Farm Bureau member Craig Canoyer says it wasn’t easy growing his fall crop this year.
While neighboring farmers were harvesting the last of their corn and soybeans, Craig was anxiously watching and waiting for his poinsettias to turn full color before Thanksgiving.
The warm temperatures this fall encouraged the poinsettias at Canoyers Garden Center in Griswold to grow a little too fast. It took extra care to make sure the Iowa-grown poinsettias were the perfect height for the holidays, Craig says.
"I’ve had good luck over the years, and I’ve always tried to keep them short and compact because they are always sellable that way. But this year, it’s been more of a struggle," says Craig, looking over the hundreds of red, white and pink poinsettias lined up inside the greenhouse.
A grain and cattle farmer for 37 years, Craig says his family decided to get into the greenhouse business during the 1980s farm crisis as a way to diversify their farm income.
"Back then, almost every Farm Bureau farmer that lived through that time, it didn’t make any difference how good of job you did, you lost money. That’s all there was to it," Craig says.
"So I got a little discouraged and felt like I needed to diversify, so I put up a greenhouse, mainly for our own use, because my wife always liked flowers. And people started stopping by, our friends and neighbors, wanting to buy stuff. So we felt like we could supplement our income, so we put up another greenhouse, and I’ve been building them ever since."
Today, Canoyer Garden Center has expanded into three locations. Son Brad Canoyer operates the garden center in Papillion, Nebraska. Son and daughter-in-law Kyle and Stephanie Canoyer manage the newest garden center in Grimes. And Craig and Kathy still run the original garden center outside the southwestern Iowa town of Griswold.
The Canoyers also credit their employees for helping to create a family atmosphere in their garden centers. The three locations now employ more than 70 people who go out of their way to provide quality service and personal attention to the customers, Kyle says.
"People love buying local," explains Kyle, who grows annuals at the family’s Grimes location on the northwest side of the Des Moines metro. "People like to know that these (flowers) are grown in Iowa and Nebraska. They like to buy from a family business."
When his sons joined the greenhouse business, Craig decided to sell the cattle and grain farm and focus on expanding the garden centers. He grows all the poinsettias himself at the original Griswold garden center.
A finicky crop
Poinsettias are a "finicky" crop to grow, says Craig, who has 20-years experience growing the holiday plants. The Canoyers receive the poinsettias from South America as small, bare-root cuttings.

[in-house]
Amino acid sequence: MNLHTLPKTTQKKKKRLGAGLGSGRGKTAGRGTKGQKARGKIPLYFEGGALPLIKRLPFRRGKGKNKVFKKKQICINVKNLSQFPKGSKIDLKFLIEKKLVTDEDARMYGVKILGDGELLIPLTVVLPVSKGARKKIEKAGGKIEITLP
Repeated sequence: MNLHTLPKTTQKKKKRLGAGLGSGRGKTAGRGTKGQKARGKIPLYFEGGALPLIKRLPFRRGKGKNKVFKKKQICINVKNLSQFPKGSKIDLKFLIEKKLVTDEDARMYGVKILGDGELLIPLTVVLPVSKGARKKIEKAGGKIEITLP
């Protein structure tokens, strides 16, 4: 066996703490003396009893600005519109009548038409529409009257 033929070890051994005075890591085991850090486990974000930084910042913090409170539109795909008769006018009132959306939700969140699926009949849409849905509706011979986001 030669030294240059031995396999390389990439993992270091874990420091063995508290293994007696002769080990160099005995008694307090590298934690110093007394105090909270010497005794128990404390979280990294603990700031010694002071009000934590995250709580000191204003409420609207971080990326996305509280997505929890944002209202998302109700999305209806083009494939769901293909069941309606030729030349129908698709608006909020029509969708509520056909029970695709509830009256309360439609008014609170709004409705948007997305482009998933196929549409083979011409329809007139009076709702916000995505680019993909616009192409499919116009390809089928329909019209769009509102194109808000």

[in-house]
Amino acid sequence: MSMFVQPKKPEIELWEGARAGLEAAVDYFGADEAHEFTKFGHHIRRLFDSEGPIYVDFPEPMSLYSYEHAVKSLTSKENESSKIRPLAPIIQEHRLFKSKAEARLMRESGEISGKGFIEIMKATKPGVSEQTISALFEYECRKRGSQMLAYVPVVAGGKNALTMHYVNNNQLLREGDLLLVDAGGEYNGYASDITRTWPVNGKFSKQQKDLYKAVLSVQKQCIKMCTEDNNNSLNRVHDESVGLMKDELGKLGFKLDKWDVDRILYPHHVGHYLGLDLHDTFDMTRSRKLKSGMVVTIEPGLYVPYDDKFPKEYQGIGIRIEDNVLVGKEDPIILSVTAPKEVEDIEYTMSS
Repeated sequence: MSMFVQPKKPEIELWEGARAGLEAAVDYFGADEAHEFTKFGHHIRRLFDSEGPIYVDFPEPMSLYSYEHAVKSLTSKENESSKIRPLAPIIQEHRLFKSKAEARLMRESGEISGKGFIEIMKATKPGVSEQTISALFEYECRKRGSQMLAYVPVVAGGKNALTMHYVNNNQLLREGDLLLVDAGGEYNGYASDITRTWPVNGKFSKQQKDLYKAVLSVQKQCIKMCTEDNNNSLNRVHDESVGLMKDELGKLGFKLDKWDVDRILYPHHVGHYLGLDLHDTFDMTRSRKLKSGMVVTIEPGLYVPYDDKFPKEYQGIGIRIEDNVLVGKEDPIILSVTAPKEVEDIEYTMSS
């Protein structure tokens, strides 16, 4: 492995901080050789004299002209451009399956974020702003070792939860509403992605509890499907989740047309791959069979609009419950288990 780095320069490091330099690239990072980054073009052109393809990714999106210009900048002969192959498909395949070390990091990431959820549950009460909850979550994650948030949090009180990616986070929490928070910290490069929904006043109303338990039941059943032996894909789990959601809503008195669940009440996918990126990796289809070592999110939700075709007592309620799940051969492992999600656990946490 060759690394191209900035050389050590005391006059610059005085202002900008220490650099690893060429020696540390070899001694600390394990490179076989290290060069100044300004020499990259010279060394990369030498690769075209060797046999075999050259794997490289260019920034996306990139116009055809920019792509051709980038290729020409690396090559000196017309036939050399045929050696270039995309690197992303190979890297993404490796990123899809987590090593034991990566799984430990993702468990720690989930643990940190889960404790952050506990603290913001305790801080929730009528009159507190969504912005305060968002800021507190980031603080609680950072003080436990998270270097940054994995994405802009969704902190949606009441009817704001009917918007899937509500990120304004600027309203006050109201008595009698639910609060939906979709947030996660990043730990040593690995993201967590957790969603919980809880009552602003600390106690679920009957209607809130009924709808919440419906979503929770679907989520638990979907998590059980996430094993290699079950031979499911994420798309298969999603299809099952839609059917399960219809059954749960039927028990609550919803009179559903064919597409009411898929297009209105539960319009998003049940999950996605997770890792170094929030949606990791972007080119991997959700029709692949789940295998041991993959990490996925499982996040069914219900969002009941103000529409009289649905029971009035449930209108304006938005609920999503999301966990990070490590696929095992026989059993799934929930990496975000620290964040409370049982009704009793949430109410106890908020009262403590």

If the daytime temperatures are too warm in the fall — like this year, when the greenhouse temps sometimes reached 90 degrees, then the plants will grow too fast. Craig had to spray the poinsettias this fall with a chemical to slow their growth.
"I actually measure the height of them weekly so I can track how fast they grow," Craig says. "I’ve figured out that if I have (the poinsettias) 10 inches tall by the 10th of October, they usually finish at the optimum height I want them, about 13 inches."
An anxious time of year
Craig admits he gets a little anxious this time of year, trying to get the poinsettias to look perfect in time for the holiday season. "As I get older, it just gets more of a stress because you only get one chance at this," Craig says.
Yet Kyle says his dad, always the farmer, still loves to plant, water and watch his crops grow. "We are set up that we (sons) could grow all our own stuff. But dad is so good at it, he continues to grow it, because that’s what he loves to do," Kyle says.
Like raising cattle, crops
Craig insists that "indoor farming" is a lot like raising cattle and growing row crops. Just like a hog barn, the greenhouses are run by computerized monitors that constantly adjust the temperature and provide drip irrigation to plants as needed.
And just like grain farmers, who look at dollars generated per acre, the Canoyers look at dollars generated per square foot of greenhouse space.
"Everything is so similar, it’s ridiculous," Craig says. "When I was feeding cattle, the whole key to success is you’ve got to look at your cattle every day. You have to physically see them to know if they are not well, if they are sick, if they are doing well. I do the same thing (with flowers) ... I never go to the house at night without going through every building and taking a look."
Even though it’s indoor farming, the garden center business is also extremely weather dependent, Kyle says.
About 80 percent of the greenhouse income comes in the three months of spring, and if the weather isn’t optimal for gardening, then customer traffic slows.
But it isn’t uncommon for the family to work 100-hour weeks to keep up with customer demand, Kyle says.
"It’s the same thing as farming. When it’s time to plant or harvest, you are out there as long as you can be," Kyle says. "But this has allowed our family to continue to work together and stay together and grow our business."